Our vision is clear. By 2025, we want to be recognised for building a great space for outstanding journalists from across the region to explore new ways of telling Southeast Asia’s most vital stories. Let’s bring together a community of engaged and loyal members who want to help reshape the media rather than just read it. And we want to reach a point where our readers, not advertisers, are the ones working to support our shared vision of an inclusive media.

We can’t do this without you. Let’s get together and build something that we all believe in.

If you’re interested in joining us, sign up to our newsletter, like us on Facebook, follow us on Twitter. And watch this space.

Fairtrade fashion / The ethical clothing brand weaving its magic in Cambodia

By: Cristyn Lloyd - Photography by: Sam Jam - Posted on: March 26, 2018 | Cambodia

Ethical clothing brand Goel Community is bringing back the lost art of handweaving with a dash of Cambodian style

Goel Community’s shop in Phnom Penh’s Russian Market area Photo: Sam Jam

A charming surprise lies amidst the trendy cafés and craft cocktail bars that now populate Phnom Penh’s Russian Market neighbourhood. The fairtrade fashion enterprise Goel Community fits right into this burgeoning creative hub by donning its handmade, homegrown, all-natural badge with pride. Scarves, dresses, wallets, blankets and bags made from naturally dyed fabric line the walls in subtle yellows, greys, browns and reds – and even the tables and coat hangers are locally sourced and handmade. Goel’s style is quaint, cosy and steadfastly Cambodian.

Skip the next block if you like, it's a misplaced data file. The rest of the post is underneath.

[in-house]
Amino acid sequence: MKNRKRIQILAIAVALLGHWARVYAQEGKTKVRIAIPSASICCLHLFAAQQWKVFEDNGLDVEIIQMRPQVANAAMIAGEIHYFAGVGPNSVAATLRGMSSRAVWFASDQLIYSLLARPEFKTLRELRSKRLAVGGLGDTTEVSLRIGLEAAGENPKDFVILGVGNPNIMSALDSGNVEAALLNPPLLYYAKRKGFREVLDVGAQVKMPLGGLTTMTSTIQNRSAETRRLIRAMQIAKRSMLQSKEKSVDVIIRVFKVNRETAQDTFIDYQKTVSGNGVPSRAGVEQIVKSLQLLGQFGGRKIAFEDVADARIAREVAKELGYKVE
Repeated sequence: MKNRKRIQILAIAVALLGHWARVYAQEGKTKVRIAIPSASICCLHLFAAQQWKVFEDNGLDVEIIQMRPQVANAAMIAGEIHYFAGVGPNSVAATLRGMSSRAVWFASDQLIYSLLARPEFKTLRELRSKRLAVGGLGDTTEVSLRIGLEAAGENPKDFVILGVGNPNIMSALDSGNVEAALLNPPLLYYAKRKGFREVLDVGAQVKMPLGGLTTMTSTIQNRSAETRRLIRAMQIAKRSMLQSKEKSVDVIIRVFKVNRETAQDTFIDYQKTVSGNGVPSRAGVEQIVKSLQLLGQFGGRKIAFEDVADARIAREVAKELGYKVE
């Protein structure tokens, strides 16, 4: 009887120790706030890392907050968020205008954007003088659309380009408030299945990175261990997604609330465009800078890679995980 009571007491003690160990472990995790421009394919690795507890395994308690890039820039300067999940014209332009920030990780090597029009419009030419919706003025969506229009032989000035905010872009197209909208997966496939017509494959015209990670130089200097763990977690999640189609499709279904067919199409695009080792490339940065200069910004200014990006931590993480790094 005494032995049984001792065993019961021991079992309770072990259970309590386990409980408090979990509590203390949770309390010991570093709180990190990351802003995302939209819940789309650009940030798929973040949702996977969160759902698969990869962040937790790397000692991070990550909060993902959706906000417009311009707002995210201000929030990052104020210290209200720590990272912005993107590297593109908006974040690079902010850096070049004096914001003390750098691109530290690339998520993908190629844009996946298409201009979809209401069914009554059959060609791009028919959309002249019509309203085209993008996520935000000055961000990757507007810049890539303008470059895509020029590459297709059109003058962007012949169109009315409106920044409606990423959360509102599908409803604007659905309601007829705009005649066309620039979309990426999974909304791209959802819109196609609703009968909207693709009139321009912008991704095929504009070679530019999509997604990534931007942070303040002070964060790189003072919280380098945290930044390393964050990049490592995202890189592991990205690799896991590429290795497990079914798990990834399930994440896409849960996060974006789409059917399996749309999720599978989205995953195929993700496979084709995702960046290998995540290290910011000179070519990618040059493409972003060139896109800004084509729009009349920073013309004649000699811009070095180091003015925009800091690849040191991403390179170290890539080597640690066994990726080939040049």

The brand’s goal is to rejuvenate the largely lost craft of Cambodian handweaving, a heritage that reaches back to the days of the Angkor Empire. With cheap, factory-made clothing leaving handwoven clothes comparatively expensive, the practice has become economically unsustainable, according to Goel’s Korean founder Han Jungmin. He explains how after arriving in Cambodia 15 years ago he discovered that in Takeo province, which is home to most of the country’s remaining traditional weavers, “12,700 looms were still operating”. Now, though, he estimates that number could be as low as 1,000. Back in 2003, Han says, only two or three families were able to make a reasonable living out of the craft, with most weaving families earning just $40-45 a month. Now, those families working with Goel can make up to $100-150 a month, with Han hoping that more business will result in higher earnings for the weavers.